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On July 4, 1959, the entire community of Juneau stood together with delegates from each of the 48 United States and special guests at the Veterans Memorial Building to witness the official raising of the 49th star flag. This momentous and long awaited occasion symbolized the determined efforts of Alaskans to earn a proper space in the Union.
49th star flag to be raised on 50th anniversary celebration 070109 NEWS 2 For the CCW On July 4, 1959, the entire community of Juneau stood together with delegates from each of the 48 United States and special guests at the Veterans Memorial Building to witness the official raising of the 49th star flag. This momentous and long awaited occasion symbolized the determined efforts of Alaskans to earn a proper space in the Union.

Photo Courtesy Of The Juneau-Douglas City Museum

Photo of the 1959 flag raising ceremony taken by Andy Humphries.

Wednesday, July 01, 2009

Story last updated at 7/1/2009 - 11:56 am

49th star flag to be raised on 50th anniversary celebration

On July 4, 1959, the entire community of Juneau stood together with delegates from each of the 48 United States and special guests at the Veterans Memorial Building to witness the official raising of the 49th star flag. This momentous and long awaited occasion symbolized the determined efforts of Alaskans to earn a proper space in the Union.

As early as 1916, Alaska began looking towards statehood, but it would be a long and difficult road to see that dream become a reality. After 92 years of territorial status and nearly 43 years of fighting for statehood, Alaska was admitted to the Union.

In November 1955, 55 delegates from all parts of the territory gathered in Fairbanks to write the constitution for a state that did not exist yet. "There was never any feeling that we would not succeed," says George Rogers, a consultant at the Constitutional Convention. "We said we're going to create a brave new world and that went right across party lines.... We all wanted to have a society in which we (could) all operate, survive and go ahead."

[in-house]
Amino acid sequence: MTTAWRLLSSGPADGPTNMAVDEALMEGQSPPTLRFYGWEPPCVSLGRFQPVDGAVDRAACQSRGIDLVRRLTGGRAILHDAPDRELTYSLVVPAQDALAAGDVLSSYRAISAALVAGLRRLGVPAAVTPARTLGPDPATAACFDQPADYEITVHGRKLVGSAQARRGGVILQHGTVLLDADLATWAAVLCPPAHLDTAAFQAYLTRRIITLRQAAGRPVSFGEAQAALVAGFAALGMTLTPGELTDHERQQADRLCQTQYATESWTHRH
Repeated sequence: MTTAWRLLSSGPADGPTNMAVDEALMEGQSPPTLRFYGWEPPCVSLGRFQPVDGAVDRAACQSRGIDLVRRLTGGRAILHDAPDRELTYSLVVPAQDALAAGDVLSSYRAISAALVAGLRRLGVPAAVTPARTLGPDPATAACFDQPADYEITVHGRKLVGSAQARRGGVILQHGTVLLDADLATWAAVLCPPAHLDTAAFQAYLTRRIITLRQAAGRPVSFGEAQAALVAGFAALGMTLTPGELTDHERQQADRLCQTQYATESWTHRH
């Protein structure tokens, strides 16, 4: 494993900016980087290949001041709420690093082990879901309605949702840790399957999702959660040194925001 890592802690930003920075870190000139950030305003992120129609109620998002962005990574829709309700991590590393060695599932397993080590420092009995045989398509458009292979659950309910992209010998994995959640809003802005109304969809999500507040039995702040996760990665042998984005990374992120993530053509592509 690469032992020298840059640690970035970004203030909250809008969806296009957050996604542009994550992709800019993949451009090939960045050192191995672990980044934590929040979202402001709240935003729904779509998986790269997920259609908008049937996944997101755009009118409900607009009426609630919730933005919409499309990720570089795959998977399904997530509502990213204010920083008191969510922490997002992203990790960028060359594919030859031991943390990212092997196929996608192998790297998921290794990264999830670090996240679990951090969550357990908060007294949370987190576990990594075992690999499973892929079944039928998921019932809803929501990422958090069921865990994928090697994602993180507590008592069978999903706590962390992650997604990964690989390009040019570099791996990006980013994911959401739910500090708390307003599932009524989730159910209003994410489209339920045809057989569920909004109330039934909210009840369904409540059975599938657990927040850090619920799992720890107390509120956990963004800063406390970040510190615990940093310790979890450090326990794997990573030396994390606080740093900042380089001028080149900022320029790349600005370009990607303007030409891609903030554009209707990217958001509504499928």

On June 30, 1958, the U.S. Senate voted 64-20 to accept Alaska into the Union. On January 3, 1959, President Dwight D. Eisenhower signed the statehood proclamation making Alaska the 49th state in the Union. It was the first state since Arizona in 1912 to be admitted to the Union.

Although the majority of Alaskans were for statehood, there was some warranted hesitation about how statehood would affect the Native Community and land rights.

"The state had already selected land around communities... that would have belonged to the Native people, but had already been given to the state of Alaska," says Marlene Johnson, who actively fought for the Alaska Native Land Claims Settlement Act.

But on the festive day of the official raising of the 49th star flag, "Juneau broke loose in jubilant celebration... as the addition of the 49th star to the American Flag occasioned a festive round of parades, fireworks, parties and Independence Day ceremonies," according to the Juneau Daily Empire. It was a celebration that spanned beyond the boundaries of Juneau, with bonfires and festivities held through out the new state.

In Juneau, Secretary of State Hugh Wade, Governor William Egan, Juneau Mayor McSpadden along with the Yukon Defense Band, two color guards, and seven smiling princesses, each representing local service clubs, joined in the celebration. Delegates from each of the other 48 states were also present to witness the raising of the flag. The ceremony also included the ringing of the bell 49 times, signifying Alaska's place as the 49th state of the Union.

In honor of the 50th Anniversary of Alaska Statehood, the City and Borough of Juneau and the Juneau-Douglas City Museum, which resides in the Veterans Memorial Building, will host a 50th Anniversary of Alaska Statehood Celebration, including a re-enactment of the official raising of the 49th star and Ringing of the Bell ceremony.

The event will take place on July 4 at 9 a.m. at the Juneau-Douglas City Museum located at the corner of 4th and Main St. Juneau, Alaska. The ceremony is open to the public and the City and Borough of Juneau invites the nation to make this 50th anniversary celebration as jubilant as the 1959 celebration.

For details call 586-3572 or visit www.juneau.org/parkrec/museum.


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